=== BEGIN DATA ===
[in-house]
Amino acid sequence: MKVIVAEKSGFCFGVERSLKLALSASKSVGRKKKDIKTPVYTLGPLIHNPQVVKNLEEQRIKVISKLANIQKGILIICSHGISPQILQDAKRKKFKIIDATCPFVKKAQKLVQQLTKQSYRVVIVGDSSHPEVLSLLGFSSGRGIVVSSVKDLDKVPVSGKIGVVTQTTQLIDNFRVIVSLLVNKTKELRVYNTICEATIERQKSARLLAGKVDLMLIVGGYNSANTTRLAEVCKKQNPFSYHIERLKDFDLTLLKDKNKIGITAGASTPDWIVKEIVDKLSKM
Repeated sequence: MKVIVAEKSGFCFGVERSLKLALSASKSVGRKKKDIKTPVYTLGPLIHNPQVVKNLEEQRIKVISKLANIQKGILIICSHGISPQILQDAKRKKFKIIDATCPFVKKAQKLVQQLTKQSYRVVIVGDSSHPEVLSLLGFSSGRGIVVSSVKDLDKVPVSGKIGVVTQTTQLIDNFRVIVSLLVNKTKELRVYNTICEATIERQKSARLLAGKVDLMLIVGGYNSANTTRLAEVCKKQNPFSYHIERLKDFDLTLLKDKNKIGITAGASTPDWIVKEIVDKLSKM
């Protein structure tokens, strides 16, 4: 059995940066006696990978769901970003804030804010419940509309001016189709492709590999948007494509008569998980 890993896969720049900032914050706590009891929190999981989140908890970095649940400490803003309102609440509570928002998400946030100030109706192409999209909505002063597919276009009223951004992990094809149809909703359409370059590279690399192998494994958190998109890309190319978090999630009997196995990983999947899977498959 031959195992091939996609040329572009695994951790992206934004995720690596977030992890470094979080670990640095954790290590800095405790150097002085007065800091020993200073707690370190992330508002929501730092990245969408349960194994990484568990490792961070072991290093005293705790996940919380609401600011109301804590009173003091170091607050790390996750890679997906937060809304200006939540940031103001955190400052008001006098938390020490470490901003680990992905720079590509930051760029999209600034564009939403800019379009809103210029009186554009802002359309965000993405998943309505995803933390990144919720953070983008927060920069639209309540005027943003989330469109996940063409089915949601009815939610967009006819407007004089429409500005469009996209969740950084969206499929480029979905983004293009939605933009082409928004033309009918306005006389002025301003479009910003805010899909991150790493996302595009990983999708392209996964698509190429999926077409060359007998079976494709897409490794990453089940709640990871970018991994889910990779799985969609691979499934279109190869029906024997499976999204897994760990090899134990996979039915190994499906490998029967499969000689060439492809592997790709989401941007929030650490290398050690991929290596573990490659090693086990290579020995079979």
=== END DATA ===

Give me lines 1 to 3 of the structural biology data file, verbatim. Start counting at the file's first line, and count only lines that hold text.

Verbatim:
[in-house]
Amino acid sequence: MKVIVAEKSGFCFGVERSLKLALSASKSVGRKKKDIKTPVYTLGPLIHNPQVVKNLEEQRIKVISKLANIQKGILIICSHGISPQILQDAKRKKFKIIDATCPFVKKAQKLVQQLTKQSYRVVIVGDSSHPEVLSLLGFSSGRGIVVSSVKDLDKVPVSGKIGVVTQTTQLIDNFRVIVSLLVNKTKELRVYNTICEATIERQKSARLLAGKVDLMLIVGGYNSANTTRLAEVCKKQNPFSYHIERLKDFDLTLLKDKNKIGITAGASTPDWIVKEIVDKLSKM
Repeated sequence: MKVIVAEKSGFCFGVERSLKLALSASKSVGRKKKDIKTPVYTLGPLIHNPQVVKNLEEQRIKVISKLANIQKGILIICSHGISPQILQDAKRKKFKIIDATCPFVKKAQKLVQQLTKQSYRVVIVGDSSHPEVLSLLGFSSGRGIVVSSVKDLDKVPVSGKIGVVTQTTQLIDNFRVIVSLLVNKTKELRVYNTICEATIERQKSARLLAGKVDLMLIVGGYNSANTTRLAEVCKKQNPFSYHIERLKDFDLTLLKDKNKIGITAGASTPDWIVKEIVDKLSKM